Egyptian Church Building Evacuated Following Local Tensions


UPPER EGYPT (ANS) — A church in the village of Naghaa Halaf Allah Jaber in Sohag governorate, Upper Egypt, had to be evacuated on April 12 after it was surrounded by local Muslim villagers protesting about repairs to the building.

Christian Solidarity Worldwide (CSW) reports that at the time, approximately 200 Christian children were inside the building attending Sunday school, which takes place every Friday at 4:00 pm.

A Coptic district in Minya. Photograph – Heba Afify

The police arrived at the venue promptly and evacuated the panicking children and the two priests serving the congregation, Father Basileus and Father Bakhum. They were driven away in an armoured vehicle and the building was closed to appease the crowd. Two people were wounded during the incident, including Father Basileus.

A local Christian informed CSW that Christians in the village started using the building for prayers and other church activities ten years ago. It was officially registered four years ago as a “church organisation” under the name of “Anba Karas Religious Association” for social and church activities because the closest legalised church is situated 20km away in Al-Sawamee village.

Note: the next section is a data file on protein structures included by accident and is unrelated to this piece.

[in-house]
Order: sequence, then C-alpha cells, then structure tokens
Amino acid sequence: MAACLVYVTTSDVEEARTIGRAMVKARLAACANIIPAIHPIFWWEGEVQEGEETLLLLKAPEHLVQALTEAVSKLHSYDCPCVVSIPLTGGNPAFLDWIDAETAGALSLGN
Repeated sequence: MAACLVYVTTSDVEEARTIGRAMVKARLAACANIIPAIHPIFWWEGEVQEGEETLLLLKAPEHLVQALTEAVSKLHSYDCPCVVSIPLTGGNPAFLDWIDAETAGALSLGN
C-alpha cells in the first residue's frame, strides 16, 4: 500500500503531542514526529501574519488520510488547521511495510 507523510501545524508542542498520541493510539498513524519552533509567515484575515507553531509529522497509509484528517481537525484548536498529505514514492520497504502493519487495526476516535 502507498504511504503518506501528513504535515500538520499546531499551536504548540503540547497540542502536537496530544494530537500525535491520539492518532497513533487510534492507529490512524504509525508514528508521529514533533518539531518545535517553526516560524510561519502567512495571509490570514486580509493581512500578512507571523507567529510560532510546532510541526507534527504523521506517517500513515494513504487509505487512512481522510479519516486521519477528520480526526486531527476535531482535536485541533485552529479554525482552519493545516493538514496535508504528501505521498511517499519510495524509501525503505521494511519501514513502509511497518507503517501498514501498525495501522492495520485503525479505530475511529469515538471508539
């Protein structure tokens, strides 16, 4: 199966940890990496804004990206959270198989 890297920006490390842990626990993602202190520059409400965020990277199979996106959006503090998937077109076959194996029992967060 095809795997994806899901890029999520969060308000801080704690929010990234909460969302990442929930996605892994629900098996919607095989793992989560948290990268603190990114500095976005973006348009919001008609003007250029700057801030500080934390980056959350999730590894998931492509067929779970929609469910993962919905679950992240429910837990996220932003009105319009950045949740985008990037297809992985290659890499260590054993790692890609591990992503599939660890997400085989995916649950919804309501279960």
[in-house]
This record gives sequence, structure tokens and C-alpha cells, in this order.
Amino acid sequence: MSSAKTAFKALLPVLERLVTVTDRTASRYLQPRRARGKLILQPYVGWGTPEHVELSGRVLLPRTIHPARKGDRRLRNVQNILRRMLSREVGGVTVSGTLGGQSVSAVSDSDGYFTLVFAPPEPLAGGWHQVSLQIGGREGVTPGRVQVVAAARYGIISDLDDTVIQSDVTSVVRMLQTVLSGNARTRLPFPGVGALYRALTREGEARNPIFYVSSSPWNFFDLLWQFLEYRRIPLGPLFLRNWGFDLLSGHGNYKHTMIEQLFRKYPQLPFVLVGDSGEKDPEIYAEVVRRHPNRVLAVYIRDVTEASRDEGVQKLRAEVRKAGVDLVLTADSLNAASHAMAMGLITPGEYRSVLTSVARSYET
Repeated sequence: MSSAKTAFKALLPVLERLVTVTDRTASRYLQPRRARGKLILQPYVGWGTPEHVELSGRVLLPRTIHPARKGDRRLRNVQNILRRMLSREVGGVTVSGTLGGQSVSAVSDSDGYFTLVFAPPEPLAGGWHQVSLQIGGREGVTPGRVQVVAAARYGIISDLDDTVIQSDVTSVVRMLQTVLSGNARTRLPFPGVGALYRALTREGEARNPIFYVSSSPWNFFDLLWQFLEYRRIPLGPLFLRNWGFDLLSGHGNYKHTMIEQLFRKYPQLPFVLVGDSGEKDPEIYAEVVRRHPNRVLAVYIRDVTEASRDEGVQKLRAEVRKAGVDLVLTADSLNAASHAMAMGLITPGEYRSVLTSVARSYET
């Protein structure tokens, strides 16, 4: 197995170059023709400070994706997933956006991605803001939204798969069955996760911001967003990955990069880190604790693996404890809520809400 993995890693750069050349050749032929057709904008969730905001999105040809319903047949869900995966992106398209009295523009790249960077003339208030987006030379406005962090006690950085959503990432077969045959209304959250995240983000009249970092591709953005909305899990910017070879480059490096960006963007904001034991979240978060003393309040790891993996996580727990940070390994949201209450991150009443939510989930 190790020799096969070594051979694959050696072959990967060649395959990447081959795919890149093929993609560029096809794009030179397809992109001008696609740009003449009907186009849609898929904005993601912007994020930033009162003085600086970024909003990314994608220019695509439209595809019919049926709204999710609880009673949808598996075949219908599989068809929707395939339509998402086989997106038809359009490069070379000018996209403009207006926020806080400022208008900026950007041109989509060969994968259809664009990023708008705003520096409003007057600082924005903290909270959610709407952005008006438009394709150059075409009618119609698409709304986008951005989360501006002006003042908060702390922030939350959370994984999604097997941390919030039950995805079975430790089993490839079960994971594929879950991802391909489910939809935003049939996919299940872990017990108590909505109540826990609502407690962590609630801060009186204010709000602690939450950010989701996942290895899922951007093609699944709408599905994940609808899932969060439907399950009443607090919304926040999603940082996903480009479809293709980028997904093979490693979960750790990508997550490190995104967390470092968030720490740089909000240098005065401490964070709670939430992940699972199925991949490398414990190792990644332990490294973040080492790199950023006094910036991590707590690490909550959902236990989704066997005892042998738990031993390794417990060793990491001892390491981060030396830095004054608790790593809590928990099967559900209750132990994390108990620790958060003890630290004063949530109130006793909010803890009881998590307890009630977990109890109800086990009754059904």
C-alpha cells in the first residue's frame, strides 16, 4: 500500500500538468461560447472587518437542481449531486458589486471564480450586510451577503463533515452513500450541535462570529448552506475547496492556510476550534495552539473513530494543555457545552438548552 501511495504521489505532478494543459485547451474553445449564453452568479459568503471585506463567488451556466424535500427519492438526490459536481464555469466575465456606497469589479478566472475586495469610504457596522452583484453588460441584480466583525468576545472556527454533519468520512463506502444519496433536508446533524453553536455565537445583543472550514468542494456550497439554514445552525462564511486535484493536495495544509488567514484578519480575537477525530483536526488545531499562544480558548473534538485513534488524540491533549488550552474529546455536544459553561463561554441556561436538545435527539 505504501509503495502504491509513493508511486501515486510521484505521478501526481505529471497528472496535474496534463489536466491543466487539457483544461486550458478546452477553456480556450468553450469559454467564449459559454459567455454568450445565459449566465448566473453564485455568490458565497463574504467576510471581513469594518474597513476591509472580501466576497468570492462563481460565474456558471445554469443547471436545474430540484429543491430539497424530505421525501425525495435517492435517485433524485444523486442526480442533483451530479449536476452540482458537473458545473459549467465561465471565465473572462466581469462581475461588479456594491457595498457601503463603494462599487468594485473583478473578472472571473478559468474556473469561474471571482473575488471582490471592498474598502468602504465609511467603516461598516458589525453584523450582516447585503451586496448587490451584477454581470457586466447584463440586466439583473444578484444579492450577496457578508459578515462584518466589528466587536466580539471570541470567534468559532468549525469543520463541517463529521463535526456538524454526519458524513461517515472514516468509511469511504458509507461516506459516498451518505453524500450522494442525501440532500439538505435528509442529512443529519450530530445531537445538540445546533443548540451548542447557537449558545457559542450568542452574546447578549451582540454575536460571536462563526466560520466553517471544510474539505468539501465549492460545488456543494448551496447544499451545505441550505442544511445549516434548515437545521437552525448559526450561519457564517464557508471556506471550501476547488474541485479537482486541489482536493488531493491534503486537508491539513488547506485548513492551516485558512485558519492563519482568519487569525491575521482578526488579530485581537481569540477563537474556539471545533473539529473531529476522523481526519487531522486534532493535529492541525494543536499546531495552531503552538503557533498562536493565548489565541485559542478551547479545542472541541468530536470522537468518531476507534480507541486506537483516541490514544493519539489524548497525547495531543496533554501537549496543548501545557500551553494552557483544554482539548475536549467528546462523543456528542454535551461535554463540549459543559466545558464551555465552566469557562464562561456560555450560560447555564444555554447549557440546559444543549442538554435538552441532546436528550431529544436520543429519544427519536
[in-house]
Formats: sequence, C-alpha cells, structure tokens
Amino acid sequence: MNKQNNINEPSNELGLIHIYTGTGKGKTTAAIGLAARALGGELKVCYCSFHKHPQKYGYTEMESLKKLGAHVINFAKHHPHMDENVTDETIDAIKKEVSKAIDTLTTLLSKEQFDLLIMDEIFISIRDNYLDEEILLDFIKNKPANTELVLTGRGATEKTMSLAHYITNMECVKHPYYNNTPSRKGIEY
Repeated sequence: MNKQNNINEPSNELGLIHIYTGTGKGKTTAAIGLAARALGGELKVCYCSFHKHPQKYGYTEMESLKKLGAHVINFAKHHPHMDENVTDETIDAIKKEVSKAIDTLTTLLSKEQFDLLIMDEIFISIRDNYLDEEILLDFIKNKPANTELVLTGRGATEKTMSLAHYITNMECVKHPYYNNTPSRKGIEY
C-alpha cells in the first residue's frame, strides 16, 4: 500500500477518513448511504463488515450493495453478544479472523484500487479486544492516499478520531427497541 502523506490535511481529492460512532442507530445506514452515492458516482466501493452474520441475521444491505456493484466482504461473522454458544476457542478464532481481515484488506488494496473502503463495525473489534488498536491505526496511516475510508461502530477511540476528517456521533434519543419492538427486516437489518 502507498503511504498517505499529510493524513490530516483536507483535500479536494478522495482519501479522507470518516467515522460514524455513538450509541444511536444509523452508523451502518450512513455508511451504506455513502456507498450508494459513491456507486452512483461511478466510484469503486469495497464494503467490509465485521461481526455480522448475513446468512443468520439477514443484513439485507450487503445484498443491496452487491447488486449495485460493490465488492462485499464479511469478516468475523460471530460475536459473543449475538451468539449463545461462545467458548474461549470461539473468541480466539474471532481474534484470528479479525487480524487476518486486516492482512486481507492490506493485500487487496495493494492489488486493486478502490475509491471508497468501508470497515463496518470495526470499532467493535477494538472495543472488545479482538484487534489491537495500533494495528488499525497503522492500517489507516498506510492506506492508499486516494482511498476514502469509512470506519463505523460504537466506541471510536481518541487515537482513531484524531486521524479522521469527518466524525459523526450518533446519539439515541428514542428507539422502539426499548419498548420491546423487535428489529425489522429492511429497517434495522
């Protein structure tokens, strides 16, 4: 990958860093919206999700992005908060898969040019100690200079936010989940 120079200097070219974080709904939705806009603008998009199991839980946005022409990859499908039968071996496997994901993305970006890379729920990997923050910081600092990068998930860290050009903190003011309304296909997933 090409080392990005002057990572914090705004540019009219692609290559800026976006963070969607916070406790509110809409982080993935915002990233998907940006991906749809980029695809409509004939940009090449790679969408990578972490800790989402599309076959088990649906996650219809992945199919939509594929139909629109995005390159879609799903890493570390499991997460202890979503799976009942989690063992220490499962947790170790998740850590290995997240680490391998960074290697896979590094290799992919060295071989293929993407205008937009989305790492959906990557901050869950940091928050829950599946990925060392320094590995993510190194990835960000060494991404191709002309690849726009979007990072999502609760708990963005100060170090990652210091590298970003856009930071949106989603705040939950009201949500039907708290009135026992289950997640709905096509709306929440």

CSW said the situation began to escalate on April 11 when the village mayor, a Muslim, came to the building to stop construction on an additional fourth floor. The mayor started shouting abuse and called on other Muslims to join his protest. Council authorities arrived shortly after being summoned by the mayor and confiscated all construction materials. Protests continued on April 12, prompting the police to evacuate and close the building.

CSW’S Chief Executive Mervyn Thomas said: “This incident was traumatising for the children and others inside the church, and deeply distressing for the community, which relied on the building since the nearest church is 20km away. These Christians had not broken any laws by using this building. They had received all necessary permissions, and were simply exercising their right to practise their faith peaceably, as enshrined in the Egyptian Constitution and in international covenants to which Egypt is a signatory.”

He added: “The mayor and all others who are inciting religious sectarianism, hatred and violence should be held accountable. We call on the Egyptian authorities to be more proactive in ending all forms of religious discrimination, and to abolish any legislation that restrict freedom of religion or belief for Egyptian citizens, regardless of their creed.”